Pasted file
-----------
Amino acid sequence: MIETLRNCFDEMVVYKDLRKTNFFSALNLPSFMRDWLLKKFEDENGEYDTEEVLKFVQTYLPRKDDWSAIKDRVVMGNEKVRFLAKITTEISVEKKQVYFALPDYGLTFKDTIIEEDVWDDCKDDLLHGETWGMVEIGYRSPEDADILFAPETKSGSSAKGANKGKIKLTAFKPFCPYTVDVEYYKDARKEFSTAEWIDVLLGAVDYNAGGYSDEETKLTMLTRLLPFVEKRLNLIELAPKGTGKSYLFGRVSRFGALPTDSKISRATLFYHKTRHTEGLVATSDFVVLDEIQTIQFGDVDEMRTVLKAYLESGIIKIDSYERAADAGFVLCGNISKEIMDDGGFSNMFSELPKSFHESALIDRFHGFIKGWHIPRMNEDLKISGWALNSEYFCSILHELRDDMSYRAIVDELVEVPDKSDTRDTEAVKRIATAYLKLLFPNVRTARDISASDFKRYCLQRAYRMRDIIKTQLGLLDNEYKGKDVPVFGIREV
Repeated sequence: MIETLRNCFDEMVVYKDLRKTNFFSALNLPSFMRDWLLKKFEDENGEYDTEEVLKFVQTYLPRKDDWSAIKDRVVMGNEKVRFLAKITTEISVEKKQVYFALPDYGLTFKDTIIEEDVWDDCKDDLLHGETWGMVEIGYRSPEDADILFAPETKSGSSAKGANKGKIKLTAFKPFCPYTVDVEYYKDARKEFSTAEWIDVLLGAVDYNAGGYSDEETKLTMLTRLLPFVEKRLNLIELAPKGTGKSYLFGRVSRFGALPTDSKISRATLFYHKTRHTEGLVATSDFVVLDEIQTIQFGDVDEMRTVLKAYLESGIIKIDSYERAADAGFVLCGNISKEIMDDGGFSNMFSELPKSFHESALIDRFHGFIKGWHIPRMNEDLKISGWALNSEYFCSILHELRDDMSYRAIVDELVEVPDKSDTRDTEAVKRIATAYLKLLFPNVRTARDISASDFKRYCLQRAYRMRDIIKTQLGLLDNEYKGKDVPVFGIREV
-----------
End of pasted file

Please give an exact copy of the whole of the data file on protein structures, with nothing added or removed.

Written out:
Amino acid sequence: MIETLRNCFDEMVVYKDLRKTNFFSALNLPSFMRDWLLKKFEDENGEYDTEEVLKFVQTYLPRKDDWSAIKDRVVMGNEKVRFLAKITTEISVEKKQVYFALPDYGLTFKDTIIEEDVWDDCKDDLLHGETWGMVEIGYRSPEDADILFAPETKSGSSAKGANKGKIKLTAFKPFCPYTVDVEYYKDARKEFSTAEWIDVLLGAVDYNAGGYSDEETKLTMLTRLLPFVEKRLNLIELAPKGTGKSYLFGRVSRFGALPTDSKISRATLFYHKTRHTEGLVATSDFVVLDEIQTIQFGDVDEMRTVLKAYLESGIIKIDSYERAADAGFVLCGNISKEIMDDGGFSNMFSELPKSFHESALIDRFHGFIKGWHIPRMNEDLKISGWALNSEYFCSILHELRDDMSYRAIVDELVEVPDKSDTRDTEAVKRIATAYLKLLFPNVRTARDISASDFKRYCLQRAYRMRDIIKTQLGLLDNEYKGKDVPVFGIREV
Repeated sequence: MIETLRNCFDEMVVYKDLRKTNFFSALNLPSFMRDWLLKKFEDENGEYDTEEVLKFVQTYLPRKDDWSAIKDRVVMGNEKVRFLAKITTEISVEKKQVYFALPDYGLTFKDTIIEEDVWDDCKDDLLHGETWGMVEIGYRSPEDADILFAPETKSGSSAKGANKGKIKLTAFKPFCPYTVDVEYYKDARKEFSTAEWIDVLLGAVDYNAGGYSDEETKLTMLTRLLPFVEKRLNLIELAPKGTGKSYLFGRVSRFGALPTDSKISRATLFYHKTRHTEGLVATSDFVVLDEIQTIQFGDVDEMRTVLKAYLESGIIKIDSYERAADAGFVLCGNISKEIMDDGGFSNMFSELPKSFHESALIDRFHGFIKGWHIPRMNEDLKISGWALNSEYFCSILHELRDDMSYRAIVDELVEVPDKSDTRDTEAVKRIATAYLKLLFPNVRTARDISASDFKRYCLQRAYRMRDIIKTQLGLLDNEYKGKDVPVFGIREV